Assess Your Planning Tools and Productivity Levels
First, you need to look at your current system and workflow. For a reset, you might be tempted to migrate to a new system, which is understandable with the countless ideas that you find on YouTube and Pinterest. However, you can learn more about what will and won’t work for you by looking at your current habits. Think about the tools that you use frequently. What purpose do they serve? What do you like or dislike about them? Do you find aspects of using them tedious?
Sometimes, we might find we’re working across multiple tools, some serving similar purposes. As great as these tools can be, maintaining too many can actually be counterproductive. So, first look at those tools, and their strengths and weaknesses for your current planning routine. Then, track how much time you spend planning and working.
Now, you have an overview of your tools. You can dive deeper by checking if your plans are easy to implement. For example, if you’re working on a large project, have you broken tasks down into manageable chunks? Likewise, think carefully about whether the information you’re keeping track of is important. You might find you’re putting less important tasks onto your to-do list which shift your focus from urgent tasks or deadlines. This could be making it easier for you to procrastinate, and prioritise the wrong things.
A quick way to understand what you need to be productive is to think back to a busy time. What do you gravitate towards when you’re busiest or out of your comfort zone? As deadlines approach, you might find yourself stripping back to the bare minimum for planning so you can focus on work. This time period can be a good indicator of how you can plan for the future, and actually get things done using those plans. You might find all you need is a sticky note to-do list that took five minutes to write. While this might be too stripped back for daily planning, it highlights the kind of approach you need to get things done.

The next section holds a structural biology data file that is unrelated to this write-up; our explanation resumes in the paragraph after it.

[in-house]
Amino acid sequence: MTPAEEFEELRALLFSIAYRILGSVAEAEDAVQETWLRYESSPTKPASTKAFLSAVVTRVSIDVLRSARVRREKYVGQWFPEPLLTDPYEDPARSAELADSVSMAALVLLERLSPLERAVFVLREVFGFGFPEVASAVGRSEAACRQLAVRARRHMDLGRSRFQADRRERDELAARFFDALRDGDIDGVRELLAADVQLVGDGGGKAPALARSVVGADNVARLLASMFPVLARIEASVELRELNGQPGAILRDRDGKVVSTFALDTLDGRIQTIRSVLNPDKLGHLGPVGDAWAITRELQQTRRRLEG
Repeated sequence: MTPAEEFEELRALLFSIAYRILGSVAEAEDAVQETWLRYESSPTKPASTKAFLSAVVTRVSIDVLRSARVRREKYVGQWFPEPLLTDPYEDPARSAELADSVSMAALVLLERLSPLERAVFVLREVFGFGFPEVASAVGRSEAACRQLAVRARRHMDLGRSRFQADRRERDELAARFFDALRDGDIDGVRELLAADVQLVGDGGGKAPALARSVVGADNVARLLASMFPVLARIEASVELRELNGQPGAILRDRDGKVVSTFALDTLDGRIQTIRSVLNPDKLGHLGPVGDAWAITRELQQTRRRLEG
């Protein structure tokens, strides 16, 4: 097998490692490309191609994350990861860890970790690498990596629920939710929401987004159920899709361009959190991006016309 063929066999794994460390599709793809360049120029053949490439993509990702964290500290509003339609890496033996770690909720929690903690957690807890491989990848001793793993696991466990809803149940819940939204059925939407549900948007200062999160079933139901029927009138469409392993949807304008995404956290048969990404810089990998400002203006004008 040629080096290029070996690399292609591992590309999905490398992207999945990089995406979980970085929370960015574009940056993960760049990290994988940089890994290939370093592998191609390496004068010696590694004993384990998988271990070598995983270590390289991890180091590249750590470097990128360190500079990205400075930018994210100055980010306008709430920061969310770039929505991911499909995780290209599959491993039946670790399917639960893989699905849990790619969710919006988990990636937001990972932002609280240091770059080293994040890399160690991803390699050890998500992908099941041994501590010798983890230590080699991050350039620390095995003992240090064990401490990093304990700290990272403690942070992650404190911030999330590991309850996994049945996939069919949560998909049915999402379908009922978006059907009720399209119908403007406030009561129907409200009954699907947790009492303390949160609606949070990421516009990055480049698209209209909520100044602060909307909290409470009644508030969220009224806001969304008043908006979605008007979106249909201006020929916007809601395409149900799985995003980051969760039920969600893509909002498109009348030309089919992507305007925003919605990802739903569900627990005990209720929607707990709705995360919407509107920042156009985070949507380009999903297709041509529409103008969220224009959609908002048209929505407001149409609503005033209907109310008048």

Reset Your System and Habits
The first thing to-do is eliminate and minimise. After following the above steps, it will be clear which tools and information are cluttering up your planning space. Some might be easy to eliminate, while others might require a bit of migration. It’ll be easier to complete a reset if you reduce things down. You’ll have less tools to manage later on. Similarly, you might find planning will be quicker if you decide to note less information in your daily or weekly plans. You can always re-introduce these tools later on if you find you’re missing them.
Next, be sure to outline clear goals and set appropriate tasks. What exactly do you want to achieve? What steps do you need to get there? Ideally, break your goals into actionable microtasks that take no longer than an hour to-do. This will allow you to slot tasks into your day, and prioritise tasks from a variety of projects. You’ll be able to juggle multiple responsibilities in this way, knowing you’ve accounted for everything using various microtasks that you complete day by day.
Once you have good goal setting habits in place, it’s time to limit how much time you spend planning. By committing to a certain planning routine, you’re less likely to use planning as a form of procrastination. For example, planning during the day might put you off work, whereas planning the evening before can help you to wake up with a clear focus. Alternatively, a morning planning session might motivate you if you know you’re only committing 15-30 minutes. One way of achieving this is the 15x1 planning model. This model encourages 15 minutes of daily planning, and 1 hour of weekly planning using goals that are aligned to what you want to achieve.
The main end goal is being able to achieve your goals. As long as you feel you’re able to complete meaningful work, then you’re on the right track! Naturally, things will change and adjusting your planning habits is a good sign that you’re always using your system to achieve what you need at that moment.